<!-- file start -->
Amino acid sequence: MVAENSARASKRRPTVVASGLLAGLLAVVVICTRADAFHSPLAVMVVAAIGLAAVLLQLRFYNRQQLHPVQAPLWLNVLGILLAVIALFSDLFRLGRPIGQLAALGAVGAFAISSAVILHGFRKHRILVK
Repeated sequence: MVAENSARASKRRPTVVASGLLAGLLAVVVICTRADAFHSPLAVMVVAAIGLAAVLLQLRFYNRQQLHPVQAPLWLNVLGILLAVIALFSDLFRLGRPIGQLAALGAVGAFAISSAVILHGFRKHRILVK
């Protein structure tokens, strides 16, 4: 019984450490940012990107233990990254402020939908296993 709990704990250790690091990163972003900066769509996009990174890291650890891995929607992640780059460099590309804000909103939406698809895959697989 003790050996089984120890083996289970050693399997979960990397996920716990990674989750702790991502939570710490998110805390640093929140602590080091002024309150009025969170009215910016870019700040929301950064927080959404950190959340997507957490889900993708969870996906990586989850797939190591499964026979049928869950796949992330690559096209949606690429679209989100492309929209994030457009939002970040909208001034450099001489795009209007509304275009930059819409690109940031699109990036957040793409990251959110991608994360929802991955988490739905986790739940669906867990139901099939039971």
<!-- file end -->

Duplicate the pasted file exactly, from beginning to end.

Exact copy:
Amino acid sequence: MVAENSARASKRRPTVVASGLLAGLLAVVVICTRADAFHSPLAVMVVAAIGLAAVLLQLRFYNRQQLHPVQAPLWLNVLGILLAVIALFSDLFRLGRPIGQLAALGAVGAFAISSAVILHGFRKHRILVK
Repeated sequence: MVAENSARASKRRPTVVASGLLAGLLAVVVICTRADAFHSPLAVMVVAAIGLAAVLLQLRFYNRQQLHPVQAPLWLNVLGILLAVIALFSDLFRLGRPIGQLAALGAVGAFAISSAVILHGFRKHRILVK
């Protein structure tokens, strides 16, 4: 019984450490940012990107233990990254402020939908296993 709990704990250790690091990163972003900066769509996009990174890291650890891995929607992640780059460099590309804000909103939406698809895959697989 003790050996089984120890083996289970050693399997979960990397996920716990990674989750702790991502939570710490998110805390640093929140602590080091002024309150009025969170009215910016870019700040929301950064927080959404950190959340997507957490889900993708969870996906990586989850797939190591499964026979049928869950796949992330690559096209949606690429679209989100492309929209994030457009939002970040909208001034450099001489795009209007509304275009930059819409690109940031699109990036957040793409990251959110991608994360929802991955988490739905986790739940669906867990139901099939039971």